The cost of carbon-proofing the grid can be lower than the cost of doing nothing
Publicly available utility CDP disclosure calculations show that utilities have calculated the cost of action as lower than the cost of doing nothing to address climate change. Indeed, most investor-owned utilities (IOUs) now voluntarily disclose climate-related risks and opportunities to the CDP, along with estimated costs.
Our analysis considers all 29 publicly available IOU disclosures covering 2020, a year when the United States saw a record annual drop in greenhouse gas emissions amid the global pandemic.7 The year 2020 also saw record extreme weather events and damage to utility infrastructure that brought climate concerns to the fore. Climate disasters costing at least US$1 billion each reached a record-high 22 events costing over US$100 billion, wildfires burned a record acreage, and a record number of tropical cyclones made landfall.8
Utilities prepared and submitted these disclosures in 2021, the same year that the Biden administration announced a net-zero target for the United States and signed into law the Infrastructure Investment and Jobs Act funding some of the investments needed to achieve this target, while the Glasgow agreement provided a global consensus call for action on climate change. And in 2021, US$1 billion-plus climate disasters reached another record, topping over US$145 billion in cost.9
To what extent did these 2020 and 2021 events shape utility climate risk assessments?
Deloitte developed a framework to help assess how the 29 IOUs that disclosed to the CDP in 2021 qualified and/or quantified climate-related risks and opportunities (figure 1). Organized around the two carbon-proofing goals, the mitigation side shows the leading technologies associated with decarbonization, while the adaptation side shows the major types of grid hardening technologies deployed to guard against the extreme weather events that have been increasing in frequency, severity, and attributability to climate change.10 Flexibility technologies that can both integrate renewables and increase resilience undergird the carbon-proofing.
The framework furthermore draws on La Fontaine’s fable about the oak and the reed to illustrate how a combination of large-scale and smaller distributed resources are needed to create a renewable and resilient grid.11 The oak is massive, but ultimately proves to be brittle during an epic storm, while the comparatively miniscule reed withstands the storm because it can bend. This is also a useful metaphor for the different types of carbon-proofing investments. Carbon-proofing the grid will require both “oak” and “reed” investments. Utility-scale grid development and hardening are the “oaks.” On the mitigation side, a record buildout of utility-scale wind and solar generation, storage, and transmission and distribution (T&D) would be needed to achieve decarbonization targets. On the other side of the carbon-proofing equation, system hardening, such as undergrounding T&D lines, enables utility infrastructure to withstand extreme weather events. But there is only so far the utility-scale investments and hardening can go; hence the need for “reeds” too. We are already running up against the grid’s ability to integrate renewables and recover from extreme weather events when damage occurs. Massive capital investments may also face resistance from regulators reluctant to pass the cost along to customers in the form of higher rates if lower-cost alternatives to grid expansion and hardening are available. Finally, decade-long implementation timelines to permit and build a transmission project could impede rapid decarbonization timelines.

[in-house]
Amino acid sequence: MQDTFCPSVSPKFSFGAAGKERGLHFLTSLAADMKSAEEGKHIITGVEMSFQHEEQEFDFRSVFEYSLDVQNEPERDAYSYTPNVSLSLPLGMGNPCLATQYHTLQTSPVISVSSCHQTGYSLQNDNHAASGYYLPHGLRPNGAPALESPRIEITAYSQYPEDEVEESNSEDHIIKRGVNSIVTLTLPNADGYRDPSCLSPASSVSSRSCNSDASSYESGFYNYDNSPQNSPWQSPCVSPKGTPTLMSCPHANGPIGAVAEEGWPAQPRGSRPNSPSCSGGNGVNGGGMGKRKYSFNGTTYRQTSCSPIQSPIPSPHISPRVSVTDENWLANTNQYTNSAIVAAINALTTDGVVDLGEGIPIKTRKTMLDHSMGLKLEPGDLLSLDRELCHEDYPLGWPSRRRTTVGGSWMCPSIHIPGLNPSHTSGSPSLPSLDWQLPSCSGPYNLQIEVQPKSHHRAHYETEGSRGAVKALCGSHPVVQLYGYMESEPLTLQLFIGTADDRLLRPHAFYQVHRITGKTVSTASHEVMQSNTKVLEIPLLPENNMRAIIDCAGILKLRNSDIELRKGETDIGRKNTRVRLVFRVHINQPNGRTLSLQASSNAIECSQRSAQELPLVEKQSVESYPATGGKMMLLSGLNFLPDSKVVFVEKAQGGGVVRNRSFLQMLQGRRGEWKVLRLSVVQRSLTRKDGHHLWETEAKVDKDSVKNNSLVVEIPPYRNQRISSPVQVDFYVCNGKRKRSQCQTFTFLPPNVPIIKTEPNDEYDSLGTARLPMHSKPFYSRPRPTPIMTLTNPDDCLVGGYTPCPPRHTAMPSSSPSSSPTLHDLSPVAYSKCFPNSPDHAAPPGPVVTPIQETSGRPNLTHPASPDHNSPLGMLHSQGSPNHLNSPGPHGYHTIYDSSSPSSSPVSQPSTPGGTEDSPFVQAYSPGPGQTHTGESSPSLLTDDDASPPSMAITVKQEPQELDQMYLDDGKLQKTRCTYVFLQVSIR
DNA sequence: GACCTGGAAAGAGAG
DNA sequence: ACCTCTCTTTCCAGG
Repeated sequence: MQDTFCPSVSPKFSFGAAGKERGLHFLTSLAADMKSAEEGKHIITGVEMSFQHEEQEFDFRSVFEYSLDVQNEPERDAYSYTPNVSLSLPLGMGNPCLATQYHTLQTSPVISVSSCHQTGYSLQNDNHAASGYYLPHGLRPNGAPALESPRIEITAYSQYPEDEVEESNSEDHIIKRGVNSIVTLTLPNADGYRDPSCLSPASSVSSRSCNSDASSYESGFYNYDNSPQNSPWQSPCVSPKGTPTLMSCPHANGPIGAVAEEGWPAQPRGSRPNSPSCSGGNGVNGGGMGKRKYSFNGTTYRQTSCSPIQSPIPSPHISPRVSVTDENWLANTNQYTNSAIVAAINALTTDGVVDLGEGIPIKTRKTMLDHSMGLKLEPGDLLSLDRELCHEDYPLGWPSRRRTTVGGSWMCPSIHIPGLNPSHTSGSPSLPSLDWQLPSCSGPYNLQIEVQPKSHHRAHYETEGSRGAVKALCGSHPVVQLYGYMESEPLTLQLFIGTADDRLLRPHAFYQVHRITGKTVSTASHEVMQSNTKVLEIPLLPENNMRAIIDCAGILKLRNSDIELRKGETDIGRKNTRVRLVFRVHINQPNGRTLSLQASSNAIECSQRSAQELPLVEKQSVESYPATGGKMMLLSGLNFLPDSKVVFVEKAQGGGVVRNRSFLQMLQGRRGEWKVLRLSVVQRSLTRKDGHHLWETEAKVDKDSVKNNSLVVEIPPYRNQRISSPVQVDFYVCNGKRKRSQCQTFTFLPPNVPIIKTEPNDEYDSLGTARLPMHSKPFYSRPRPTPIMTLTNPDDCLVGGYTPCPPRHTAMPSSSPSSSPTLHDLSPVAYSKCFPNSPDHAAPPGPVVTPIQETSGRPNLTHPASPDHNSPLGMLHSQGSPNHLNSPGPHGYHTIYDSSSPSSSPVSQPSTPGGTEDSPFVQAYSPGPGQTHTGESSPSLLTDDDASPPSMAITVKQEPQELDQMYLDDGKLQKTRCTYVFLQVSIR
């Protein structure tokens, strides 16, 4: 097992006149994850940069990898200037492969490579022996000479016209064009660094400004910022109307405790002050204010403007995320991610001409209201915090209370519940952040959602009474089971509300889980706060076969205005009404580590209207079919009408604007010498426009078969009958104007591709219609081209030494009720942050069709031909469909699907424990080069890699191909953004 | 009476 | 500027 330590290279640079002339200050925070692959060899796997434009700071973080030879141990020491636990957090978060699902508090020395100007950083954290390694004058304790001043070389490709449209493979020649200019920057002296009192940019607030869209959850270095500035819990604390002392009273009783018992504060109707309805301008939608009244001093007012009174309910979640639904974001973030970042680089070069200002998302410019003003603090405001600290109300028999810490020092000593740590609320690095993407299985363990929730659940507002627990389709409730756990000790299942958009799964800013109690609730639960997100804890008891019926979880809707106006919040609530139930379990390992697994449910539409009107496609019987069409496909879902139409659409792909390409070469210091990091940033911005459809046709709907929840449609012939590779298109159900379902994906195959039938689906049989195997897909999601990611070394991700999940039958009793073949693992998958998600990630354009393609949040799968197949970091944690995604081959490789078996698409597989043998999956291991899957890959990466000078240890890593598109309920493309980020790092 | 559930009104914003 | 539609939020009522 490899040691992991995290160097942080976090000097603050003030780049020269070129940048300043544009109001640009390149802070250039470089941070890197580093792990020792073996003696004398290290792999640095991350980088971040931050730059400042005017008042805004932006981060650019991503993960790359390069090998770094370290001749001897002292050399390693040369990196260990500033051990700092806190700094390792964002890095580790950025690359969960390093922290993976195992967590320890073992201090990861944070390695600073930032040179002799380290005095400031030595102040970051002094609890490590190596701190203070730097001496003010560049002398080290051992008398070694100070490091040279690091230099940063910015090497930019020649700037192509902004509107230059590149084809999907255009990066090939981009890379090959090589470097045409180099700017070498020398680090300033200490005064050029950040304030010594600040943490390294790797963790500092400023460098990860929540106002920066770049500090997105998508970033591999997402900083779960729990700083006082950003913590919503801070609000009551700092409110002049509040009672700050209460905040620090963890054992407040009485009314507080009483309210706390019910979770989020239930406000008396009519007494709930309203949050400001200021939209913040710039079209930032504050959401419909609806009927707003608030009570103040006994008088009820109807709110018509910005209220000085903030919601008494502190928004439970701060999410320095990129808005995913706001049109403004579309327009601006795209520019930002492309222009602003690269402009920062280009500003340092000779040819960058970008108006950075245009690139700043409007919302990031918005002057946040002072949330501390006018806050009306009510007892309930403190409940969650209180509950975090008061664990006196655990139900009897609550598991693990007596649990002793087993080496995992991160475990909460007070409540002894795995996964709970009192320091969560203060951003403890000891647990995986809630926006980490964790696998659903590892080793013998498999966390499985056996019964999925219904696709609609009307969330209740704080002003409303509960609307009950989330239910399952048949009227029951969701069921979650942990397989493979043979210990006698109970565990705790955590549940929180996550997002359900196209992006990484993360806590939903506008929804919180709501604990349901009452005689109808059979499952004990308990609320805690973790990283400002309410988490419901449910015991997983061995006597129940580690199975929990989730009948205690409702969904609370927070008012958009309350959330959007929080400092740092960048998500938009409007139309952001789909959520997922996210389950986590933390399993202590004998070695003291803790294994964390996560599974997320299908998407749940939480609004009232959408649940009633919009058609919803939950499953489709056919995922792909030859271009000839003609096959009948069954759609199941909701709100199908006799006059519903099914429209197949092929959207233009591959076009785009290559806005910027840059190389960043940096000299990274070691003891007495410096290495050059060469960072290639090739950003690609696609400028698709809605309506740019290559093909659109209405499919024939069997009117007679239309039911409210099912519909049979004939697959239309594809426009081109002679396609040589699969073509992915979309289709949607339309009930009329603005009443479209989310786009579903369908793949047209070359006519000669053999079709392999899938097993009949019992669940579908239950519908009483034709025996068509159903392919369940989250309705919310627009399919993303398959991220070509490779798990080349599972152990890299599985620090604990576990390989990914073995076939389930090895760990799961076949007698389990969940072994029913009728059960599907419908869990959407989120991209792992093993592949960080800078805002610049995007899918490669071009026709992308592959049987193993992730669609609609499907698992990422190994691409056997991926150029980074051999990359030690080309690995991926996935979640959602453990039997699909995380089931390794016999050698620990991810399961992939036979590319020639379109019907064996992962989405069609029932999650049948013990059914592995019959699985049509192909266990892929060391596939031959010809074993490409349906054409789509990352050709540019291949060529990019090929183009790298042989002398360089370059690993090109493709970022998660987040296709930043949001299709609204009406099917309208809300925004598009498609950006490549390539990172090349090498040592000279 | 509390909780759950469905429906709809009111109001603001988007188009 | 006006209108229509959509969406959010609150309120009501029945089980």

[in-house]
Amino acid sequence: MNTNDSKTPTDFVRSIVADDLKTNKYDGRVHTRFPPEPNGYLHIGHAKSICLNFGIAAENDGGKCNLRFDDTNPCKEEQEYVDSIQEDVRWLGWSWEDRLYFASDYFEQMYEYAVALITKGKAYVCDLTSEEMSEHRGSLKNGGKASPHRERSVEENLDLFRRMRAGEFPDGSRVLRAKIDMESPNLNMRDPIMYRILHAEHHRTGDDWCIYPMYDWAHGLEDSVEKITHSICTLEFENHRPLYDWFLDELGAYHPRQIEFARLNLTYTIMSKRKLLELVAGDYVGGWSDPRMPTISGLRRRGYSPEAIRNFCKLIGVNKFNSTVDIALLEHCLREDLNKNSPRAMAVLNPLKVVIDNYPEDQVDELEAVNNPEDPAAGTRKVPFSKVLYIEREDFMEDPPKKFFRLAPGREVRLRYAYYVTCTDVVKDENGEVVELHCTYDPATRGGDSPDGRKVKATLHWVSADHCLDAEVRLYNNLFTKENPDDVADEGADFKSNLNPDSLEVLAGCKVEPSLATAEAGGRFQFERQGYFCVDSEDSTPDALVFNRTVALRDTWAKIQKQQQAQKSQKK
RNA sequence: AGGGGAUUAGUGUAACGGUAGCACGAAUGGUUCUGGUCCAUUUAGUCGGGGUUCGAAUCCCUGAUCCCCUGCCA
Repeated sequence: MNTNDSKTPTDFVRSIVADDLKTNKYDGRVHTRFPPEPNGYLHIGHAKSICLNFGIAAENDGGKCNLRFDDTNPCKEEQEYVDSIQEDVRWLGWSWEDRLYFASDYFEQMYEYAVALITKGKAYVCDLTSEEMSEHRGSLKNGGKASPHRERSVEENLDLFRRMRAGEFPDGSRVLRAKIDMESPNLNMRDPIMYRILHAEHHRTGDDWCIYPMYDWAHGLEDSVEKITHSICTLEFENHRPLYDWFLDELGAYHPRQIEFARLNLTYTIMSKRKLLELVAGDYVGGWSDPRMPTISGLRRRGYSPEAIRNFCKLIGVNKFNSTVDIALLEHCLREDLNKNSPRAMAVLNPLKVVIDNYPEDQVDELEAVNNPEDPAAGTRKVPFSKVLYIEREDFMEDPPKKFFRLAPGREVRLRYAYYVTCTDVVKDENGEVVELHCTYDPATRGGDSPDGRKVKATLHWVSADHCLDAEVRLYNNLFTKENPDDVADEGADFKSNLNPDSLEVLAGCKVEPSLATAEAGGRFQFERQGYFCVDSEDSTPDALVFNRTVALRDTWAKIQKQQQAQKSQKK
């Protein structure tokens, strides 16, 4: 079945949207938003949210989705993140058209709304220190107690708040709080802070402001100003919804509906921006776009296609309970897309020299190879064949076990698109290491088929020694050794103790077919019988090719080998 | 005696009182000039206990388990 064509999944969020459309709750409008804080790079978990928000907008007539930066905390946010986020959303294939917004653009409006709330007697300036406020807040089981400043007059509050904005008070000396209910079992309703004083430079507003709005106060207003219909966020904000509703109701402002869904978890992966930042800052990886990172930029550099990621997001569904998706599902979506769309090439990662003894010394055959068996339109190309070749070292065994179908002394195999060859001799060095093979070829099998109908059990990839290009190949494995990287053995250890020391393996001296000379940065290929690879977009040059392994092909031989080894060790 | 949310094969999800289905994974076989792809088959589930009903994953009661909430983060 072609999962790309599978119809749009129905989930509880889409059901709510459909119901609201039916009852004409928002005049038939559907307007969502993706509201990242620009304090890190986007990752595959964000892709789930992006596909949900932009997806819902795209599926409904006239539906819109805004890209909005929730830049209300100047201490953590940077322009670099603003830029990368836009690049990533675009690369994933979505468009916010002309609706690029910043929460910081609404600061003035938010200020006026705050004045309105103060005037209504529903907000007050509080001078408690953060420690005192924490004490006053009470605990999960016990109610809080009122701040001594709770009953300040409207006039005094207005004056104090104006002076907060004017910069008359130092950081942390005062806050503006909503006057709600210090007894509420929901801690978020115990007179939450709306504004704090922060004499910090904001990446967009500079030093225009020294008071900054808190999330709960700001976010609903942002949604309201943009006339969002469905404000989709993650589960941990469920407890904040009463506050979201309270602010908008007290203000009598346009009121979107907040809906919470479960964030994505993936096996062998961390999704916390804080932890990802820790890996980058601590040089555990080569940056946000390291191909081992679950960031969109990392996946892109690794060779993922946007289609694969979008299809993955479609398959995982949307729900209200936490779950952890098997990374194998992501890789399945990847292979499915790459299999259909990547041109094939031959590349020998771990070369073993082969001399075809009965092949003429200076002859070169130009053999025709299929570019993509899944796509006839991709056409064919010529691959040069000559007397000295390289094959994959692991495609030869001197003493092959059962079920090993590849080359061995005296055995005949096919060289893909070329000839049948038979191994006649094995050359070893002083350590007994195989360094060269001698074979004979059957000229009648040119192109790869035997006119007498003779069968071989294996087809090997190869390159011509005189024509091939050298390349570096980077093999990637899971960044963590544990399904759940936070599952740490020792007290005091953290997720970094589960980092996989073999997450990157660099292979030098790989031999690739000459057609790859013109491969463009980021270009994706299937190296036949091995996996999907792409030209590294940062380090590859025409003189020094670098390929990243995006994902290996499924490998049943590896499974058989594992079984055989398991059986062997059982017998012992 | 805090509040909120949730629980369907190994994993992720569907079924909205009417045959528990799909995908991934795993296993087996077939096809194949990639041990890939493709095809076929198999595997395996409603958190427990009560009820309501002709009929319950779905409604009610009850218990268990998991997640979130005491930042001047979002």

Reeds are distributed energy resources (DERs) that can follow load, and the supporting digital infrastructure, including technologies that can harness the DER in optimizing and balancing the grid via demand response, real-time flexible load programs, managed EV charging, and eventually vehicle-to-grid and transactive energy programs. These flexibility resources can be aggregated into microgrids and “bend but not break” by sectioning off from the grid in the event of an outage and continue powering critical infrastructure. They can be more rapidly deployed to help align demand to renewable supply, offer nonwire alternatives to T&D buildout, and provide ancillary services to the grid, such as frequency regulation, voltage support, and black starts.
Our framework considers mitigation and adaptation costs across four elements—sun, wind, water, and earth. Sun refers to solar radiation as the source of the fastest growing decarbonization technology (solar power) and a climate risk that occurs when solar radiation peaks (hurricanes). Wind is both a source of power generation and storms. Water refers to offshore power and climate risk sources, namely offshore wind power and flooding. Finally, earth encompasses the battery storage increasingly paired with solar on the mitigation side, and drought and wildfires on the adaptation side.